Before frequent flyer miles, there were timetables. To plan a trip, my father took the crosstown bus at 42nd street to Fifth Avenue where all the airlines had their offices. Swissair, Alitalia, Air India, British Airways. He came home and spread the timetables out on the double bed in his bedroom. He had a travel agent, Henry Kiss. He didn’t trust Henry Kiss to plan the best route, the most comfortable arrangement of flights. Hence the timetables on the bed. In the middle of this bed, my sister and I played gin rummy. My mother sat on her side, reading the newspaper, and my father sat on hisside, rustling his timetables and taking notes with his gray Parker pen: black ink, indecipherable doctor’s scrawl on the back of envelopes, pads stamped with pharmaceutical ads, the margins of an old newspaper. He spliced together a trip using multiple carriers. He planned layovers in places where we had friends—Frankfurt and Geneva—and in places he wanted to see—London and Paris.
Life in New York was lonely for my father. In the late Fifties, he left behind a prominent position at a hospital, security and friends. Returning to Bombay, he became more himself, the self he had been before he left home at the age of 38, almost too old to start a new life. He laughed more, smoked less and walked the streets with confidence and ease. He took trouble in stride.
This shift in demeanor began with the timetables. He studied them the way he might have studied books for an exam, closely, with his pen in hand. I imagine the possibilities they offered, the tantalizing pleasure of elsewhere, but elsewhere wasn’t my father’s concern. He had one destination in mind: home.
Claiming his miles was easy: a phone call, a death certificate, a letter of testamentary. My sister got the miles for American, United and Continental. I got Delta, which had the most miles, because I was more likely to go to India before she did. That’s what the miles were for: trips to India. My father wanted me to go every year and give money to my widowed aunt and a donation to the shrine he worshipped at in one of Bombay’s western suburbs.
I’ve been to Bombay once since his death, on a paid-for ticket because no seats were available for miles. At the shrine, the caretaker yelled at me because I was disrespectful; without my father, I didn’t know what I was doing. I saw my aunt and offered her some money. She protested, I insisted, and after she’d taken the envelope stuffed with cash, I felt weird and relieved. Time passed. I didn’t return. My aunt moved to another country with her son. I used my father’s miles to go on vacation in Scotland.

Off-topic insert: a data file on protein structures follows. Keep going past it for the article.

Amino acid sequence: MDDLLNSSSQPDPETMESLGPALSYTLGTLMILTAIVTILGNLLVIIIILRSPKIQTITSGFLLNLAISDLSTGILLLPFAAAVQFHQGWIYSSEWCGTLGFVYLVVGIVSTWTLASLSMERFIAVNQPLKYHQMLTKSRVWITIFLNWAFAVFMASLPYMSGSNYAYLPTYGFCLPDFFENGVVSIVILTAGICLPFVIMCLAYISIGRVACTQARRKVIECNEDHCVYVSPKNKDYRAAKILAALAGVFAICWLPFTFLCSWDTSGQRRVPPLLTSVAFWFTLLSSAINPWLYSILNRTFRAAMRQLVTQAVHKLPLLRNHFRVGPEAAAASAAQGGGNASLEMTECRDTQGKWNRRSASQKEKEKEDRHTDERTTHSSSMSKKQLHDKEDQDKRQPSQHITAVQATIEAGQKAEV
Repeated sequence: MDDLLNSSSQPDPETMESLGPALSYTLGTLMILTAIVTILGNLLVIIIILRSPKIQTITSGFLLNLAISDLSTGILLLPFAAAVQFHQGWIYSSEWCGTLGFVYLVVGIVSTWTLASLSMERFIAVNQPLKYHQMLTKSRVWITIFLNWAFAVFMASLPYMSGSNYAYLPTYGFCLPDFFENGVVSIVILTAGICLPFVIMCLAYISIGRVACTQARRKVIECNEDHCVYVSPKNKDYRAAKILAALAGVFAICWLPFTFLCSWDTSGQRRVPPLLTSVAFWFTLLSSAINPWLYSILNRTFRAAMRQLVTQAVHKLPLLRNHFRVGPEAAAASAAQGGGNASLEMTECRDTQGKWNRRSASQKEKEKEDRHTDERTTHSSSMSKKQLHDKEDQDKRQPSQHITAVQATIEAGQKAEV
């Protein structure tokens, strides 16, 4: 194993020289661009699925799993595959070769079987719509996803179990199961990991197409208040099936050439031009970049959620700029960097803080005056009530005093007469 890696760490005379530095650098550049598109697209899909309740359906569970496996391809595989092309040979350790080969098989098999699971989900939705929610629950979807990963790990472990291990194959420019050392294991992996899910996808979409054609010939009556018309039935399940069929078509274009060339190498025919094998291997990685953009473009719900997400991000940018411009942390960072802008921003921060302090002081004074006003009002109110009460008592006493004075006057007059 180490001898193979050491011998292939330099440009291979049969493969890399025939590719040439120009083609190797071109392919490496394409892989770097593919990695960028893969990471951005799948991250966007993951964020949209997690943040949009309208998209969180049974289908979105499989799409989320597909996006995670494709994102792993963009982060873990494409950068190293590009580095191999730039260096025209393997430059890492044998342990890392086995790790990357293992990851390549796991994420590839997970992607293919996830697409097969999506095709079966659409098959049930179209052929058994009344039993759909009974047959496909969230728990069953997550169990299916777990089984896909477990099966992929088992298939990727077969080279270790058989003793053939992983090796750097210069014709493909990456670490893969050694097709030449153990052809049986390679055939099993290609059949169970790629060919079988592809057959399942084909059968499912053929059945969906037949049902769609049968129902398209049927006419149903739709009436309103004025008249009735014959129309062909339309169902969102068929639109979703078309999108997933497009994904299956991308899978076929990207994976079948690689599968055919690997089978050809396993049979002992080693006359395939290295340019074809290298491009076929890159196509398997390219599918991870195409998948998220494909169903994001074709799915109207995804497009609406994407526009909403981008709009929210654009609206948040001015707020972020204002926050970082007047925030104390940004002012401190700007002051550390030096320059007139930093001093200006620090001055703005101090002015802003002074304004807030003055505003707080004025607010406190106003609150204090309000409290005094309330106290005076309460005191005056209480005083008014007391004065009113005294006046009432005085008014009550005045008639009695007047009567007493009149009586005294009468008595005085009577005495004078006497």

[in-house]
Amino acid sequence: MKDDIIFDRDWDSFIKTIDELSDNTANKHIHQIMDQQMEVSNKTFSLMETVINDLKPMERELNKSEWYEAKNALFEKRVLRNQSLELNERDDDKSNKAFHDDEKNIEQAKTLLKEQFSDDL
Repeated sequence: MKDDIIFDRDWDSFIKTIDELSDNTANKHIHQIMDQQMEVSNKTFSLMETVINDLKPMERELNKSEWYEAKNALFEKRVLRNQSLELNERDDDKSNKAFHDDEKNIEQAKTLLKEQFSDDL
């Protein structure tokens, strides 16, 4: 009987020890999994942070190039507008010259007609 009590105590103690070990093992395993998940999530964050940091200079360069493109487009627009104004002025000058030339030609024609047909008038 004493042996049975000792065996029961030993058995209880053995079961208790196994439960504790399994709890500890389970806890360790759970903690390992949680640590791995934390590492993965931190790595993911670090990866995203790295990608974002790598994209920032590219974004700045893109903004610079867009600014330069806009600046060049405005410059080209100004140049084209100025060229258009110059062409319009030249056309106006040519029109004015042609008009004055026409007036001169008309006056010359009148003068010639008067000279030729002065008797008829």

For my father, vacation was like lard: unacceptable.
A year after the trip to Scotland, new credit cards began to appear in my mailbox. Chase Continental, American Express, Chase Southwest. I joined a website that would help me accumulate more. Soon I had one, two, three new cards, all of them accumulating miles. I had wasted his miles, and now I needed to get them back.
My father’s final American Express statement shows that he spent $12 on groceries and $10 at the drugstore. He drove the same car for thirty years, wore the same suits until they were threadbare, and had no interest in shopping. He liked numbers and he liked systems, and he played the mileage game the way he played the stock market. The numbers, the transactions, the accumulation of miles thrilled him.
Don’t tell your mother.
After he died, my sister and I found a letter addressed to my father from a doctor conducting research into Alzheimer’s disease. We didn’t need to see my father’s original letter to know that he’d been worried about my mother, her increasingly erratic behavior and her mood swings. She wandered the city for hours and refused take medication prescribed to her by the doctor. Because my father could control my mother no more than I could control him, he had written to a colleague as if inquiring on behalf of a patient, not the woman he’d loved for 42 years. Home may have been India but home was also my mother.
Now the mileage run made sense. My family had always traveled well together. At the airport, my parents transformed from wary, overworked immigrants into confident world travelers. On the plane, unable to control anything except the volume of the movie, my father relaxed. And so, while my mother was in transit—out of sight and out of touch but safe—my father did what he did best: he got on a plane.
My family and I moved from North Carolina to Tennessee and into a world of confusing adolescent needs and expectation. The prepubescent eleven-year-old girls I left were still trying to decide whether it was time to wear deodorant. Here, in a suburb of Memphis, the girls were already shaving their legs and priming and concealing, risking the tender parts of their necks to create corkscrews that framed their faces.continue reading >